A good trading system has an edge in the market which allows it to make money when traded in real time. It is easy to design trading programs that look spectacular in historical simulations. Designing one that works in real time and does not break the moment it is exposed to unseen data (the future) is far less obvious.

What makes a good trading system?

The differences between a good and bad trading system can be hard to see at first glance.

A good trading system should:

  • Have a sound trading strategy underpinning it
  • Be simple and robust
  • Adapt to changes in market conditions
  • Have a small number of rules (~5 in total)
  • Be correctly optimized (not curve fitted)
  • Be profitable across related markets
  • Have high profitability relative to trading costs (slippage and commissions)

Good trading systems should work almost as well on unseen price data as it does on the historical test period

To further aid your understand how to design trading programs that work in real time (as opposed to only working in a historical simulation and breaking down when traded in real time), we have provided further detail about the difference between a poor system and a good trading system here.

You obviously need to understand what a good trading system, before you can find the Best Trading System…so once you have reviewed the difference between a poor and a good system, check out the best trading system!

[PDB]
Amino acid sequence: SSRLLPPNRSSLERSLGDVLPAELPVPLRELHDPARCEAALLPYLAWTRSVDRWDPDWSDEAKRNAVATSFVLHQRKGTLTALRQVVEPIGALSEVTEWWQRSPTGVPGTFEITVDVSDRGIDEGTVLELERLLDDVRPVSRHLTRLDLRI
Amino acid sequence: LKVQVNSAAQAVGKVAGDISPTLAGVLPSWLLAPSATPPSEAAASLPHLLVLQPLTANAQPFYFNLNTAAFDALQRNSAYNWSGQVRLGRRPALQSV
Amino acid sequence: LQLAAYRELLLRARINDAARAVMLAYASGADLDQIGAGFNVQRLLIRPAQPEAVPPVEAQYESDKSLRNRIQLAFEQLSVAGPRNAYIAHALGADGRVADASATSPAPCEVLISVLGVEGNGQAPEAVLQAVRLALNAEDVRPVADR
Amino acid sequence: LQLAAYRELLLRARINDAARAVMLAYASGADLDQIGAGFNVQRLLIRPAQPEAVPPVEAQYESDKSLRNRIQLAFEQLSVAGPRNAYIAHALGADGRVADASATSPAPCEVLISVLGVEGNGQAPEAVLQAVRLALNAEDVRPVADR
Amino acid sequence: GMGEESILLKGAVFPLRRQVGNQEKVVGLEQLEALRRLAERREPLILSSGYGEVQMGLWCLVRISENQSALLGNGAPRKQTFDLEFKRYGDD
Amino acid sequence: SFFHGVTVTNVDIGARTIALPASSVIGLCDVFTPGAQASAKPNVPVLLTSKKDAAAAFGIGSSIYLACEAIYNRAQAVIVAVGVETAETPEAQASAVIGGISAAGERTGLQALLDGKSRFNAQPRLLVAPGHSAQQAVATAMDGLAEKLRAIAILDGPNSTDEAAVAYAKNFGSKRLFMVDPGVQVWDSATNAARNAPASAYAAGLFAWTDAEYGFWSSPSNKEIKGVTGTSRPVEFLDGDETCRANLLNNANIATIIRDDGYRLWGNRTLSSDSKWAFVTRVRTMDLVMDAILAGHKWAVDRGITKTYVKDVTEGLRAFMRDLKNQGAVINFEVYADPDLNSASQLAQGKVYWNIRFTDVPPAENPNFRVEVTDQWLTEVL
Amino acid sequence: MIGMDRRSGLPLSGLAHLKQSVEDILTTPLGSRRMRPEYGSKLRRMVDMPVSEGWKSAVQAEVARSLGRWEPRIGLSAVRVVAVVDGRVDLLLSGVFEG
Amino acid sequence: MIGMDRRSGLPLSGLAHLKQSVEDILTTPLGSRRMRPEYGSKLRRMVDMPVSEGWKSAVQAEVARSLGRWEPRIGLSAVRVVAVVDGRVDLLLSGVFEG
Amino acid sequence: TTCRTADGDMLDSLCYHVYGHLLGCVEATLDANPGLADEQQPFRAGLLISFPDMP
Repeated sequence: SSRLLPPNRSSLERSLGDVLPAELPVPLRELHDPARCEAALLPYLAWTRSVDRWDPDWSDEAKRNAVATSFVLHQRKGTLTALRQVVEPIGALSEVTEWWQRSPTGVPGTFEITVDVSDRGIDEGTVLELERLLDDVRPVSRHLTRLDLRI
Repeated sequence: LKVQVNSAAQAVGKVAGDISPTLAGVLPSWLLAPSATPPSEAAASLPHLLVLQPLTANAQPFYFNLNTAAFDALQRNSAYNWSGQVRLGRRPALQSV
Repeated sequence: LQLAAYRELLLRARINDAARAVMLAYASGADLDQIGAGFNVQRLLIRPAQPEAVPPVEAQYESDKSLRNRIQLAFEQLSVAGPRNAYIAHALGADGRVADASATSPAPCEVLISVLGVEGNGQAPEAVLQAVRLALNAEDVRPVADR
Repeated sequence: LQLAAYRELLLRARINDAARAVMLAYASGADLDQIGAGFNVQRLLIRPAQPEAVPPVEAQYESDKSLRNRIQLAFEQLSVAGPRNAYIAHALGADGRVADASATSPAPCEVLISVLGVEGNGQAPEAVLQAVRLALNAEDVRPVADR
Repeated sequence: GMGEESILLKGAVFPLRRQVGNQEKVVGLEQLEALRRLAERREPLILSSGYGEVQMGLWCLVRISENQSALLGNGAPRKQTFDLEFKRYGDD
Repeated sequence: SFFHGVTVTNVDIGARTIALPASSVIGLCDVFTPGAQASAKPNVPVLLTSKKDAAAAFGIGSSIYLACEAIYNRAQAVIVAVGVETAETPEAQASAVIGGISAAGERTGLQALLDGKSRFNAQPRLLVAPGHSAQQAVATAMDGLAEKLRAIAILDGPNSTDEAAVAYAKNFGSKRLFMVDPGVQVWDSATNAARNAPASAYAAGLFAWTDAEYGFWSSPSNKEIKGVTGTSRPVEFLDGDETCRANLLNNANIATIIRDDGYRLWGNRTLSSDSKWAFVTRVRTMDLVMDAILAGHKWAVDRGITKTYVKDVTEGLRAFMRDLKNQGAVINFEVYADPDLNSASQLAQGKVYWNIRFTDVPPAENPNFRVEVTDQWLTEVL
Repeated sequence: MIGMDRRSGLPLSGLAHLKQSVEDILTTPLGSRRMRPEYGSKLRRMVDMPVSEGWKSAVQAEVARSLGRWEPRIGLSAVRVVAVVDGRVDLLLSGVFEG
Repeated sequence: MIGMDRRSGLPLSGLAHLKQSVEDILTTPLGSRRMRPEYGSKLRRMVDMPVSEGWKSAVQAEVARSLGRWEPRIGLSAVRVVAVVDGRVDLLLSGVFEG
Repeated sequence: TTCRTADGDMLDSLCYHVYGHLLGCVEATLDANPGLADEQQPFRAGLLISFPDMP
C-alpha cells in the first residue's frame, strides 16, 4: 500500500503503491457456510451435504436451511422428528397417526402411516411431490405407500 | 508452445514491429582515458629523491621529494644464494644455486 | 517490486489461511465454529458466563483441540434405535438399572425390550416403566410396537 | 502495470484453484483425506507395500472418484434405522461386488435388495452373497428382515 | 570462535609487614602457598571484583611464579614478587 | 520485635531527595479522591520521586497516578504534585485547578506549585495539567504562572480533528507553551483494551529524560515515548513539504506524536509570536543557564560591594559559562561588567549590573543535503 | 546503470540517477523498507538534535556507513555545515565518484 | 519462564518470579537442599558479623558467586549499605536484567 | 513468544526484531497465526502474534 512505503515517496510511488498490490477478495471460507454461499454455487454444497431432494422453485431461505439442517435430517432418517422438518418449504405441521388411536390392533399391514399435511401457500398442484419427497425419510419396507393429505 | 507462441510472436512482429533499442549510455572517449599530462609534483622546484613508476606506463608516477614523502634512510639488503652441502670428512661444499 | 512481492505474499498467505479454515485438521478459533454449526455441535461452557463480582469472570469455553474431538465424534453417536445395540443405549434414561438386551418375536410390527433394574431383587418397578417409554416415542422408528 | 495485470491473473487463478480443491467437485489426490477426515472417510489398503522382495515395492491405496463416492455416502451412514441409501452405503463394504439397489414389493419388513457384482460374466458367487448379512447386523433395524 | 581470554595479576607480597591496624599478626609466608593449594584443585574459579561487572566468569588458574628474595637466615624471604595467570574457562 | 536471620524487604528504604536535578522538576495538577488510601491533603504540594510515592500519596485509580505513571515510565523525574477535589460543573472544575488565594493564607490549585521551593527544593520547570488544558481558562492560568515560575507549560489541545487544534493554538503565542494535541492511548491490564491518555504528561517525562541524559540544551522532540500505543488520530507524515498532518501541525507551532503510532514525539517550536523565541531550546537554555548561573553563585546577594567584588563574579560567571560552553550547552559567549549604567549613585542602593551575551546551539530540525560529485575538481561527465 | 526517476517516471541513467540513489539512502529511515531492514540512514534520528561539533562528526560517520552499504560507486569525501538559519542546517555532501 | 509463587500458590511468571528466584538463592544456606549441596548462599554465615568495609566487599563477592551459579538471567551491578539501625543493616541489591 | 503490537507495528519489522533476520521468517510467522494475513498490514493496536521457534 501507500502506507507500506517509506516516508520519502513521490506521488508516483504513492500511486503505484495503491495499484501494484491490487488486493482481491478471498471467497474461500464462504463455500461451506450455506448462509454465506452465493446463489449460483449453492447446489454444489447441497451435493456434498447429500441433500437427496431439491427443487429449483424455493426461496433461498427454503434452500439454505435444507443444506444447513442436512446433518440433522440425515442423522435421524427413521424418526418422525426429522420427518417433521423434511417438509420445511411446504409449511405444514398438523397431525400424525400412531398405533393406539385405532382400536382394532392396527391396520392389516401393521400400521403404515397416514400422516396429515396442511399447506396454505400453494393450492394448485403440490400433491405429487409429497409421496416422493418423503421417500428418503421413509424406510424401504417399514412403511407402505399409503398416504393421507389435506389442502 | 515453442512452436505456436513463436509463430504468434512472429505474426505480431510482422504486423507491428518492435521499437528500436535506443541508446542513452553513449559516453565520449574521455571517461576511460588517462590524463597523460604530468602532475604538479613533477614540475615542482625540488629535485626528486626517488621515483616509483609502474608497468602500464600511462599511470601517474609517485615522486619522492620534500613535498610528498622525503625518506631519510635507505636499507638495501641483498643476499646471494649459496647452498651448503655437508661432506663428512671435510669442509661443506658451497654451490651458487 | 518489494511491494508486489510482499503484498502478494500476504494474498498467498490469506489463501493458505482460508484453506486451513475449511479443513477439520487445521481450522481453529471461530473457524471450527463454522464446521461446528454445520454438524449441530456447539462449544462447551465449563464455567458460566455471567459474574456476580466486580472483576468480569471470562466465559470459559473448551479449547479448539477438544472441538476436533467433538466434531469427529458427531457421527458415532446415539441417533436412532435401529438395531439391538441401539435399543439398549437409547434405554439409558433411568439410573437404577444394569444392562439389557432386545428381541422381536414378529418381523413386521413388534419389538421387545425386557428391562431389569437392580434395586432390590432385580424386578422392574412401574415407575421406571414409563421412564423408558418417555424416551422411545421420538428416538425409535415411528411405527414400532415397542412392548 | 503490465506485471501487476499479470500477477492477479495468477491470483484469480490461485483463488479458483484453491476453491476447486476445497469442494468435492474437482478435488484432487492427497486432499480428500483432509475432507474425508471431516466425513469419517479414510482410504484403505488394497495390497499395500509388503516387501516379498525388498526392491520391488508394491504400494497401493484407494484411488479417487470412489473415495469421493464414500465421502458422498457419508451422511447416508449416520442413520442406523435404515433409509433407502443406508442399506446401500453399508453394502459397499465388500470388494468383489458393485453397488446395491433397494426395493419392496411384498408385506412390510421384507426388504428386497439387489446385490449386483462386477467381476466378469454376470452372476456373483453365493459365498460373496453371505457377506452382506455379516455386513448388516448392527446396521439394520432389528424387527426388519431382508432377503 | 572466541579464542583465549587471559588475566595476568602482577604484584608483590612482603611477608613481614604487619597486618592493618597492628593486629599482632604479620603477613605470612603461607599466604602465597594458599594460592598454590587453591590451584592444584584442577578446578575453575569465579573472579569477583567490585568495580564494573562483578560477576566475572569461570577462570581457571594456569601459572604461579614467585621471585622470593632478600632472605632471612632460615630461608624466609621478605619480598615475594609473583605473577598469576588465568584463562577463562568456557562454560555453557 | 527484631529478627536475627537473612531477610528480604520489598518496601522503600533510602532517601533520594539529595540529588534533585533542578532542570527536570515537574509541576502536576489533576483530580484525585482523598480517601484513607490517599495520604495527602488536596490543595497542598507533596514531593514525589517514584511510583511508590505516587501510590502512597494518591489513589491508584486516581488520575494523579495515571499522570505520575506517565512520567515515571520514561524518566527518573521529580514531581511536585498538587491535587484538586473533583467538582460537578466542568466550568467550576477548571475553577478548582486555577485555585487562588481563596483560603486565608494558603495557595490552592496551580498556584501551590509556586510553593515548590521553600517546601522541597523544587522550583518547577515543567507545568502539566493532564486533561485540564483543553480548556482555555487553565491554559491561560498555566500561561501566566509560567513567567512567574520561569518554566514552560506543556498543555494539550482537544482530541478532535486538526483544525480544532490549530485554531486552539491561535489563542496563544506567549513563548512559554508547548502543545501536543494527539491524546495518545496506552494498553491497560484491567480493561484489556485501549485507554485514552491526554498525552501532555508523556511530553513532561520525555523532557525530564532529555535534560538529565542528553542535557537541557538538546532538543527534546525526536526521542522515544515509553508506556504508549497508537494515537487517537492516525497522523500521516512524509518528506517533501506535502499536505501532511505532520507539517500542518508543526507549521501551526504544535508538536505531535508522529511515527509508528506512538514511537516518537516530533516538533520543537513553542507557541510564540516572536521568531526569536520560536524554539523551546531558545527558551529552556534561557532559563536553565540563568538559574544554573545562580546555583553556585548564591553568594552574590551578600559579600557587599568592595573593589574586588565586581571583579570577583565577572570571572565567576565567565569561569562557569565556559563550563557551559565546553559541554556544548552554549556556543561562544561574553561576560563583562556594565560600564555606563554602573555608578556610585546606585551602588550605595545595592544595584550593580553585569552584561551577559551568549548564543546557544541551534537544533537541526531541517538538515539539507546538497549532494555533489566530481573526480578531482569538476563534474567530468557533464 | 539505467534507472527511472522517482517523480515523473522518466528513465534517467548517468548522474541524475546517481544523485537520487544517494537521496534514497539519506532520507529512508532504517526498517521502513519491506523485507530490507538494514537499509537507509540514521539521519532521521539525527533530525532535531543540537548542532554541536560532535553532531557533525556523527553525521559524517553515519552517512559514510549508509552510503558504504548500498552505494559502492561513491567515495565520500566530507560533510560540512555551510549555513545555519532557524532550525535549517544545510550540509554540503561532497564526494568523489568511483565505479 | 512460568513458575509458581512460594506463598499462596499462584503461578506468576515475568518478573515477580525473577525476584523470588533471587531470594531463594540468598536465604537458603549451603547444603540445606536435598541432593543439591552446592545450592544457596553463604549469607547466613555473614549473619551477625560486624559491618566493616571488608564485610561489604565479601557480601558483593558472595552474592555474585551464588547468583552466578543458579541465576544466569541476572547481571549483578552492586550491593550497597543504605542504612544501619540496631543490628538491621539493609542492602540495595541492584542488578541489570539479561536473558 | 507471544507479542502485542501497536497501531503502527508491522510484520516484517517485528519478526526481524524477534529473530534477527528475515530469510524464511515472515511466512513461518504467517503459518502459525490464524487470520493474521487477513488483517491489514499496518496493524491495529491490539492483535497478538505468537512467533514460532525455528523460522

Characteristics Of A Good Trading System

A good trading system that is likely continue working in the future has specific characteristics that different it from poor trading systems.

Unfortunately for new and uneducated traders, it is extremely easy to fall into the many traps that lead to development of poor trading systems.

The table below differentiates between robust trading systems and poor trading systems on multiple dimensions. Our intention here is to raise your understanding and help you avoid these traps. We also provide actions to incorporate as you build your trading system.


Trading Strategy

Poor Trading System

No clear philosophy

Trading rules derived from trial and error or data-mining

Trader not able to explain the philosophy and trading strategy behind the system in a 30 second ‘elevator pitch’.

Rules inconsistent with chosen trading strategy

Good Trading System

Good trading systems are backed by a sound trading strategy / philosophy (Eg. Markets trend and entering a position in an established trend and holding till the trend changes has a positive expectancy)

Trading rules are hypothesis based and capture the essence of the trading strategy

Good trading system logic simple and easy to explain

Trading rules 100% consistent with trading strategy


Choose one of the major trading strategies that appeals to you and learn more about it.

Do not undertake any trading system development work until you have chosen a trading strategy

Develop your system to be 100% consistent you’re your trading strategy

Follow the correct trading system development process


Complex rules based on mathematical manipulations of price and volume data